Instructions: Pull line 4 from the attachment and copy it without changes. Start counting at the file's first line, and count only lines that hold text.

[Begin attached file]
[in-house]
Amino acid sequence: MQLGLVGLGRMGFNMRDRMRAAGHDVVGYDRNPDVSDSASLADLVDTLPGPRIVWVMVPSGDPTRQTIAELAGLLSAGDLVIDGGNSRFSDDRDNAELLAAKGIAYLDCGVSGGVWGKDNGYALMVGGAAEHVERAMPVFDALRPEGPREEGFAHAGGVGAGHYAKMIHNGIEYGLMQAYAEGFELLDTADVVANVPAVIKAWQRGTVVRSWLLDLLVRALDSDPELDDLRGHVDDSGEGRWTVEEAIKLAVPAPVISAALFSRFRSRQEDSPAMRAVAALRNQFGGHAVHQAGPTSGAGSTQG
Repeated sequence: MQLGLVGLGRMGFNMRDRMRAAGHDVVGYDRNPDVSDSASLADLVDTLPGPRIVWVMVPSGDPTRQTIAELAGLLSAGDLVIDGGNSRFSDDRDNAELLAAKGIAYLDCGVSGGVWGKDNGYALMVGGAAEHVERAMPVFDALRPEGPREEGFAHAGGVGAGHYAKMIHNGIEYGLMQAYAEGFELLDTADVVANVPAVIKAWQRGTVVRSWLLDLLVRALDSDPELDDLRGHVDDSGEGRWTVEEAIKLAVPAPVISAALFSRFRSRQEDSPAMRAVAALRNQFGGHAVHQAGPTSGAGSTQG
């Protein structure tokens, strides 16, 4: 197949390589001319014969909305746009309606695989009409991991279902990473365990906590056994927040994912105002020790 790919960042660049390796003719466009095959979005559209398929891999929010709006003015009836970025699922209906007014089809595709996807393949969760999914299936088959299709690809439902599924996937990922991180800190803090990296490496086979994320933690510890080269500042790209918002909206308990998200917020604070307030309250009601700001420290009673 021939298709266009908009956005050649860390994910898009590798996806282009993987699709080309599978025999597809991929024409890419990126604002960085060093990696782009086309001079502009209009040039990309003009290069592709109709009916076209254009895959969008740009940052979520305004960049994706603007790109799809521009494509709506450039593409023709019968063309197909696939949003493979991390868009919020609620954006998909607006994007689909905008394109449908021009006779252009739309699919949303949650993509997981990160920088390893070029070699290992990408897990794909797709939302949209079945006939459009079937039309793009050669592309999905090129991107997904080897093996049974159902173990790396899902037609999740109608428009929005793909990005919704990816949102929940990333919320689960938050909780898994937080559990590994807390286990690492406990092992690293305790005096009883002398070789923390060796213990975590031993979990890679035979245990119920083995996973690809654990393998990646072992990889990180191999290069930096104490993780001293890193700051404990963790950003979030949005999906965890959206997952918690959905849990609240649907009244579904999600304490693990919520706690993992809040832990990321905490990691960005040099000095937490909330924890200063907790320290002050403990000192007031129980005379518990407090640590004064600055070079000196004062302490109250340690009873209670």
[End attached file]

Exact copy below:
């Protein structure tokens, strides 16, 4: 197949390589001319014969909305746009309606695989009409991991279902990473365990906590056994927040994912105002020790 790919960042660049390796003719466009095959979005559209398929891999929010709006003015009836970025699922209906007014089809595709996807393949969760999914299936088959299709690809439902599924996937990922991180800190803090990296490496086979994320933690510890080269500042790209918002909206308990998200917020604070307030309250009601700001420290009673 021939298709266009908009956005050649860390994910898009590798996806282009993987699709080309599978025999597809991929024409890419990126604002960085060093990696782009086309001079502009209009040039990309003009290069592709109709009916076209254009895959969008740009940052979520305004960049994706603007790109799809521009494509709506450039593409023709019968063309197909696939949003493979991390868009919020609620954006998909607006994007689909905008394109449908021009006779252009739309699919949303949650993509997981990160920088390893070029070699290992990408897990794909797709939302949209079945006939459009079937039309793009050669592309999905090129991107997904080897093996049974159902173990790396899902037609999740109608428009929005793909990005919704990816949102929940990333919320689960938050909780898994937080559990590994807390286990690492406990092992690293305790005096009883002398070789923390060796213990975590031993979990890679035979245990119920083995996973690809654990393998990646072992990889990180191999290069930096104490993780001293890193700051404990963790950003979030949005999906965890959206997952918690959905849990609240649907009244579904999600304490693990919520706690993992809040832990990321905490990691960005040099000095937490909330924890200063907790320290002050403990000192007031129980005379518990407090640590004064600055070079000196004062302490109250340690009873209670």